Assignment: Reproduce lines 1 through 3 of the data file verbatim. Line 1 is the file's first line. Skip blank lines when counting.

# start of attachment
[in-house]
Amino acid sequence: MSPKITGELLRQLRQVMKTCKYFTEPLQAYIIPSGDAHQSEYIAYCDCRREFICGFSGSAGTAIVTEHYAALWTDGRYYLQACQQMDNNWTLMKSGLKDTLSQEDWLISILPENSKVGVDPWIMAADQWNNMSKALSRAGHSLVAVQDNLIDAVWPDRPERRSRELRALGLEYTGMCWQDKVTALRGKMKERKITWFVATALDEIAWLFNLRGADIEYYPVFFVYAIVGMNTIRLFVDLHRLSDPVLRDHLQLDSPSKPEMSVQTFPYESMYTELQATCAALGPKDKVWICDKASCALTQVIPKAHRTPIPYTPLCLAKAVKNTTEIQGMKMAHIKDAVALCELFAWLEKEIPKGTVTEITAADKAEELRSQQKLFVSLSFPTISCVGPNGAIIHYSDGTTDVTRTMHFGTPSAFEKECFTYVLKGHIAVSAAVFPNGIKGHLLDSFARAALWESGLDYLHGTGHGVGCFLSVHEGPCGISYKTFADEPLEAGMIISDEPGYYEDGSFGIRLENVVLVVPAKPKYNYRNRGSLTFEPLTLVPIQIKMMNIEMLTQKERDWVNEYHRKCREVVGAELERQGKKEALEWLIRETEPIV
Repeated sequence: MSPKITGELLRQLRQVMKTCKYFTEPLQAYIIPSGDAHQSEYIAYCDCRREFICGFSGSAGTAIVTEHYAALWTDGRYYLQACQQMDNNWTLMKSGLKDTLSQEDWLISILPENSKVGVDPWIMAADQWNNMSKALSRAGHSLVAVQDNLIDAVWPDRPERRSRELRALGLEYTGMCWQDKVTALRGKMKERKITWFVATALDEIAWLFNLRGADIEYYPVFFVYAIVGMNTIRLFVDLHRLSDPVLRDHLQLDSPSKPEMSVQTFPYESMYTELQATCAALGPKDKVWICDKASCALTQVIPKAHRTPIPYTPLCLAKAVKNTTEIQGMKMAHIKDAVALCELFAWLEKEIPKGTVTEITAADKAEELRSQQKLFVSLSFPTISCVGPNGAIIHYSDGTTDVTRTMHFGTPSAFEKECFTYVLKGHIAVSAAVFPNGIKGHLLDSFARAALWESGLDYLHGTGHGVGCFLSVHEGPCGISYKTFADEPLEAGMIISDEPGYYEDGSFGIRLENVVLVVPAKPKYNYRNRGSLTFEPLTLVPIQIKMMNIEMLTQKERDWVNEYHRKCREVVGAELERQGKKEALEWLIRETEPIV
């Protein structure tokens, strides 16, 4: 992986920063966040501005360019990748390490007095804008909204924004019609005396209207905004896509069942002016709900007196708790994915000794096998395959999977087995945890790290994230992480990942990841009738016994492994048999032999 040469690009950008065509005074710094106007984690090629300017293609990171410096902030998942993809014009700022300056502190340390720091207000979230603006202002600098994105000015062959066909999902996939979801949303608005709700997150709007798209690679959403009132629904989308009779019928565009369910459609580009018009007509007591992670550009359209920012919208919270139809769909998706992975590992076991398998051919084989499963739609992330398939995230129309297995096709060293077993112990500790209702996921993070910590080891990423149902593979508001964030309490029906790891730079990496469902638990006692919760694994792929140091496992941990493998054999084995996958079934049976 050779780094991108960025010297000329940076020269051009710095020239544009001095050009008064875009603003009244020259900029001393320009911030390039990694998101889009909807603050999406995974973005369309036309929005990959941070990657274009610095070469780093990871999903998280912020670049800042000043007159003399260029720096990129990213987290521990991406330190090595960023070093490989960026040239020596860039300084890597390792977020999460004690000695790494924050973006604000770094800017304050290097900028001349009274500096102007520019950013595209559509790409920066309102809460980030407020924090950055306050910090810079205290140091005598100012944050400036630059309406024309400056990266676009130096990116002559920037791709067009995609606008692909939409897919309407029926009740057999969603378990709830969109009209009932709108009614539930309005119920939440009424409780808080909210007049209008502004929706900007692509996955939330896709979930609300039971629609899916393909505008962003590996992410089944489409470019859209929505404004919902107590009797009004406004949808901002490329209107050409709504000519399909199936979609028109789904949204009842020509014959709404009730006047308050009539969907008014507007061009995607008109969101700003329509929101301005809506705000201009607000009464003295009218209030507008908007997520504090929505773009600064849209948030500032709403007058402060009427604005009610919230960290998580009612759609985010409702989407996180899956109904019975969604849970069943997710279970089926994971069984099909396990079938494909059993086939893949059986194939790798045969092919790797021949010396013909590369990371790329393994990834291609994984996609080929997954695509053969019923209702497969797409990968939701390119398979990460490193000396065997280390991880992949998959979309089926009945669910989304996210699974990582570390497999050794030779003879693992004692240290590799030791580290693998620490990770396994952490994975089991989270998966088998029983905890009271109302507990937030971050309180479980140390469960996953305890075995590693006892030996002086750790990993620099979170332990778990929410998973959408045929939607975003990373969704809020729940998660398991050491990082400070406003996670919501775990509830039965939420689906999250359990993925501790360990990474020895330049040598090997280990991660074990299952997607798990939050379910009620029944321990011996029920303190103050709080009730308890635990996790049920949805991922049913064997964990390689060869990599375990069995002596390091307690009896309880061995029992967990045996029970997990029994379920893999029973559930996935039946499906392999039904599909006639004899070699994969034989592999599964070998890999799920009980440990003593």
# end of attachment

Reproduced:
[in-house]
Amino acid sequence: MSPKITGELLRQLRQVMKTCKYFTEPLQAYIIPSGDAHQSEYIAYCDCRREFICGFSGSAGTAIVTEHYAALWTDGRYYLQACQQMDNNWTLMKSGLKDTLSQEDWLISILPENSKVGVDPWIMAADQWNNMSKALSRAGHSLVAVQDNLIDAVWPDRPERRSRELRALGLEYTGMCWQDKVTALRGKMKERKITWFVATALDEIAWLFNLRGADIEYYPVFFVYAIVGMNTIRLFVDLHRLSDPVLRDHLQLDSPSKPEMSVQTFPYESMYTELQATCAALGPKDKVWICDKASCALTQVIPKAHRTPIPYTPLCLAKAVKNTTEIQGMKMAHIKDAVALCELFAWLEKEIPKGTVTEITAADKAEELRSQQKLFVSLSFPTISCVGPNGAIIHYSDGTTDVTRTMHFGTPSAFEKECFTYVLKGHIAVSAAVFPNGIKGHLLDSFARAALWESGLDYLHGTGHGVGCFLSVHEGPCGISYKTFADEPLEAGMIISDEPGYYEDGSFGIRLENVVLVVPAKPKYNYRNRGSLTFEPLTLVPIQIKMMNIEMLTQKERDWVNEYHRKCREVVGAELERQGKKEALEWLIRETEPIV
Repeated sequence: MSPKITGELLRQLRQVMKTCKYFTEPLQAYIIPSGDAHQSEYIAYCDCRREFICGFSGSAGTAIVTEHYAALWTDGRYYLQACQQMDNNWTLMKSGLKDTLSQEDWLISILPENSKVGVDPWIMAADQWNNMSKALSRAGHSLVAVQDNLIDAVWPDRPERRSRELRALGLEYTGMCWQDKVTALRGKMKERKITWFVATALDEIAWLFNLRGADIEYYPVFFVYAIVGMNTIRLFVDLHRLSDPVLRDHLQLDSPSKPEMSVQTFPYESMYTELQATCAALGPKDKVWICDKASCALTQVIPKAHRTPIPYTPLCLAKAVKNTTEIQGMKMAHIKDAVALCELFAWLEKEIPKGTVTEITAADKAEELRSQQKLFVSLSFPTISCVGPNGAIIHYSDGTTDVTRTMHFGTPSAFEKECFTYVLKGHIAVSAAVFPNGIKGHLLDSFARAALWESGLDYLHGTGHGVGCFLSVHEGPCGISYKTFADEPLEAGMIISDEPGYYEDGSFGIRLENVVLVVPAKPKYNYRNRGSLTFEPLTLVPIQIKMMNIEMLTQKERDWVNEYHRKCREVVGAELERQGKKEALEWLIRETEPIV